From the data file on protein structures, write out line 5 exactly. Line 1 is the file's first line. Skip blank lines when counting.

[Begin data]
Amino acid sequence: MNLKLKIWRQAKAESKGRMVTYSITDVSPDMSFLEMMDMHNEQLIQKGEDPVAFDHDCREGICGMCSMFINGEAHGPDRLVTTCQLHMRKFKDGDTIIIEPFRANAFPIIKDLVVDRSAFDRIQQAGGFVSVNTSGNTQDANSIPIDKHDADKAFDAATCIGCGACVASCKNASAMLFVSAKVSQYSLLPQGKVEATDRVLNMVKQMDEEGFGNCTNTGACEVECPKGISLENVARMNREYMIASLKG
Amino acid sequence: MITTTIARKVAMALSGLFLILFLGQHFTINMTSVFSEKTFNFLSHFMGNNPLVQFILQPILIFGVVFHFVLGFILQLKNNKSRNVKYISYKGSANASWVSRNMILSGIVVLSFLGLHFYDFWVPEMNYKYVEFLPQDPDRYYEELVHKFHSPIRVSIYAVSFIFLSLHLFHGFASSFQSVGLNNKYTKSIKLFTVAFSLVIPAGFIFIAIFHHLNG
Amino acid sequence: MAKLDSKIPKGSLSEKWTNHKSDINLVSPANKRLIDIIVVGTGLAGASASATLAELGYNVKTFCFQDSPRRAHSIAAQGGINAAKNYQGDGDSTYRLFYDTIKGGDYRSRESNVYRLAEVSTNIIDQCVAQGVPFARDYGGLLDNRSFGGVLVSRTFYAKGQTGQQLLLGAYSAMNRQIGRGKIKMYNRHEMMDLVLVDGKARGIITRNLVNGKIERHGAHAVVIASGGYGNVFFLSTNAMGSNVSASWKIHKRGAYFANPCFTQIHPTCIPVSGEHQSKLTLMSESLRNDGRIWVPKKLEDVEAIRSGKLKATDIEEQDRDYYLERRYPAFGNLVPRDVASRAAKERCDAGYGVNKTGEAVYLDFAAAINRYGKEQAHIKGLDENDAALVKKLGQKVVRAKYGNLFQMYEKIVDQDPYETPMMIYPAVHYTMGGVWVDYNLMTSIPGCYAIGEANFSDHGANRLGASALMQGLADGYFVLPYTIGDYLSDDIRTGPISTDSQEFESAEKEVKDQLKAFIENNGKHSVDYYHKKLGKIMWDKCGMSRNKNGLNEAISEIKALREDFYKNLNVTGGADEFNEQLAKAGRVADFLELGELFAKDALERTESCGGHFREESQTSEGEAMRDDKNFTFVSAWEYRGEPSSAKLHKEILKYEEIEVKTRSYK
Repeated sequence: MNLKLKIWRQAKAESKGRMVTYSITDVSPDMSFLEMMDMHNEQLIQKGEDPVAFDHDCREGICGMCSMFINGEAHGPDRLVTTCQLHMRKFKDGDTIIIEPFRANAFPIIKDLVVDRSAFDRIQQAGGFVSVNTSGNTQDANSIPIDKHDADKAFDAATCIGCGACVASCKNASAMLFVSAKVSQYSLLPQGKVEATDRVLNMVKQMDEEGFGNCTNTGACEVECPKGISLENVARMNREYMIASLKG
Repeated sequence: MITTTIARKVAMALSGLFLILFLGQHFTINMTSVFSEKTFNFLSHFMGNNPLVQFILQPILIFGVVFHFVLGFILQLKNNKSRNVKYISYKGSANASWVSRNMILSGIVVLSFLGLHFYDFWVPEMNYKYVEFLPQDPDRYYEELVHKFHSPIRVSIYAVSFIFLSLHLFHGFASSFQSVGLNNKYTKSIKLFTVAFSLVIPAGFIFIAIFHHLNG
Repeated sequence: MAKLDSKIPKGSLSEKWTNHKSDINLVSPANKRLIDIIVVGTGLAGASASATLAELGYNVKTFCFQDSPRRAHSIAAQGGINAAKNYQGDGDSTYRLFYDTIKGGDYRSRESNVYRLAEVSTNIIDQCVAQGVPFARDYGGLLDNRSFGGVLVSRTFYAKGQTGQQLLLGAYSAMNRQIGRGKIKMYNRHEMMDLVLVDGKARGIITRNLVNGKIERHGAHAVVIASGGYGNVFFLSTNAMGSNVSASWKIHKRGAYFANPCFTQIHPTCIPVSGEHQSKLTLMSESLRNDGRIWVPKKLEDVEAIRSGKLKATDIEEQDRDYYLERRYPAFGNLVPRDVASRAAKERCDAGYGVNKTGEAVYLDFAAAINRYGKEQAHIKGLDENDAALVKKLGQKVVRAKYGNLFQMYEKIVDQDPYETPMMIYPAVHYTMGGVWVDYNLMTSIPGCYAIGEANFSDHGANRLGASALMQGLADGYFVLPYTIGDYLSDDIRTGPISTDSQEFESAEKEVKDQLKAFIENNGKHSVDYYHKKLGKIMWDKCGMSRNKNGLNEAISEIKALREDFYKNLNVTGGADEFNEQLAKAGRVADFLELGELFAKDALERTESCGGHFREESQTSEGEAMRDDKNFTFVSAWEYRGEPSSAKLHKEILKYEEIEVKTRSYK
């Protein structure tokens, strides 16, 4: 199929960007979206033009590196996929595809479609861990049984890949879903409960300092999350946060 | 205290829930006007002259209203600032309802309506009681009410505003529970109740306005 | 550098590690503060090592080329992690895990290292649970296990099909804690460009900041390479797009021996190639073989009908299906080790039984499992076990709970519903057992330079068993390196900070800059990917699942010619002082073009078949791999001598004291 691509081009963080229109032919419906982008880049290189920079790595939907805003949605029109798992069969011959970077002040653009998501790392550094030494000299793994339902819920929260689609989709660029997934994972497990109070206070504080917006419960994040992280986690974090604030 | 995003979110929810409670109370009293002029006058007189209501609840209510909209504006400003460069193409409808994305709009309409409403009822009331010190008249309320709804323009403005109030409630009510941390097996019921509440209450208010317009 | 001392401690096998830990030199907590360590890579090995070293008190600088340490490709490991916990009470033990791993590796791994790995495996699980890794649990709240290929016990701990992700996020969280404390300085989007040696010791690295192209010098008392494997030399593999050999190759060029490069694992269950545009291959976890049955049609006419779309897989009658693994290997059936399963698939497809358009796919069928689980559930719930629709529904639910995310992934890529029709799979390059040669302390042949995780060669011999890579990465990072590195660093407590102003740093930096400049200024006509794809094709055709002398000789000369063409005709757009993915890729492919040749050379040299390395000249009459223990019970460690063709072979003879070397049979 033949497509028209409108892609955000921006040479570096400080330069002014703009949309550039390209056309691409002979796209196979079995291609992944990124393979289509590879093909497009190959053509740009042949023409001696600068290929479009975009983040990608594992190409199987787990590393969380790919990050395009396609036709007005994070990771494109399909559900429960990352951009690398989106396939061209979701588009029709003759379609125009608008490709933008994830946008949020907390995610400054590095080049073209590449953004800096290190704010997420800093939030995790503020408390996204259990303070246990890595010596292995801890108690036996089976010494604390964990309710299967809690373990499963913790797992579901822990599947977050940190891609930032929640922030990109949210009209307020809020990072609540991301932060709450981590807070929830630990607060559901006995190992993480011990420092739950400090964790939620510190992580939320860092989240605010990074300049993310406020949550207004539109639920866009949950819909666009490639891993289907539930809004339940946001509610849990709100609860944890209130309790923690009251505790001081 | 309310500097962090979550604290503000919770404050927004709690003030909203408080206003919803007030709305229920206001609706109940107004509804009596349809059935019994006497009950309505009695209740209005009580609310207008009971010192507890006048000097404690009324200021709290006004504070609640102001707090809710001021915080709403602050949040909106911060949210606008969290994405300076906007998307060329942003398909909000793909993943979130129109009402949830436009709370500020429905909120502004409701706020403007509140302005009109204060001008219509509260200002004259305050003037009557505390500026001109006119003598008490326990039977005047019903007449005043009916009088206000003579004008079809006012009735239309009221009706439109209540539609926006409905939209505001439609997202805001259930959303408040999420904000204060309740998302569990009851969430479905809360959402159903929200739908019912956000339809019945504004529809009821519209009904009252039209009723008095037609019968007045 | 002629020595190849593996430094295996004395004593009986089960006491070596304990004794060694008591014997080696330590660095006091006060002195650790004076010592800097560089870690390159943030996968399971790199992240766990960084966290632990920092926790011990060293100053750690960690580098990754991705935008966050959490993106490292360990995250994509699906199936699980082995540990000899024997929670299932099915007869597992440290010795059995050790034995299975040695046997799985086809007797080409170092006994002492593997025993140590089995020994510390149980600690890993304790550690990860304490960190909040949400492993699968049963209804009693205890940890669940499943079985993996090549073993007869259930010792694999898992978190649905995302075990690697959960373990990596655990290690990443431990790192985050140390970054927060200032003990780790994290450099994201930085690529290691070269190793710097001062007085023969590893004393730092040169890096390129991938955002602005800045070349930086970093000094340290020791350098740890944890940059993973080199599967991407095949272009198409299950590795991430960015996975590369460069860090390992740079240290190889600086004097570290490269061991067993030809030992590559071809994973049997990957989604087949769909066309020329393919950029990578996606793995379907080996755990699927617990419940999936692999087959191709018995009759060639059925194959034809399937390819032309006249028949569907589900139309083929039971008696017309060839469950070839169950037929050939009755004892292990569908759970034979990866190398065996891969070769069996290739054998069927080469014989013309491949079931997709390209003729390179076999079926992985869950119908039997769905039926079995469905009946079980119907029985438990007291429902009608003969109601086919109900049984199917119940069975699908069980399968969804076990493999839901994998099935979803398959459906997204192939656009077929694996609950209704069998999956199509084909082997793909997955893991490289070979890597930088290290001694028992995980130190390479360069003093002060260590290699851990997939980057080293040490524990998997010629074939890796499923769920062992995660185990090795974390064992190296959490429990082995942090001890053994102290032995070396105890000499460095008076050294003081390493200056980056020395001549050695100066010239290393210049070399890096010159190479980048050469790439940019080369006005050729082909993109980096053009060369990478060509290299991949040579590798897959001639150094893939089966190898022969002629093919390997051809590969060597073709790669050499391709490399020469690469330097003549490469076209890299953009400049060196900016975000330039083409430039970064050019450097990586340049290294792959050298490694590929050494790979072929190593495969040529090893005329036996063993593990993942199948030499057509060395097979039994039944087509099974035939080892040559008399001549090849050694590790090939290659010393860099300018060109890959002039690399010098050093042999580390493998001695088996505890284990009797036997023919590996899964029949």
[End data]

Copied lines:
Repeated sequence: MITTTIARKVAMALSGLFLILFLGQHFTINMTSVFSEKTFNFLSHFMGNNPLVQFILQPILIFGVVFHFVLGFILQLKNNKSRNVKYISYKGSANASWVSRNMILSGIVVLSFLGLHFYDFWVPEMNYKYVEFLPQDPDRYYEELVHKFHSPIRVSIYAVSFIFLSLHLFHGFASSFQSVGLNNKYTKSIKLFTVAFSLVIPAGFIFIAIFHHLNG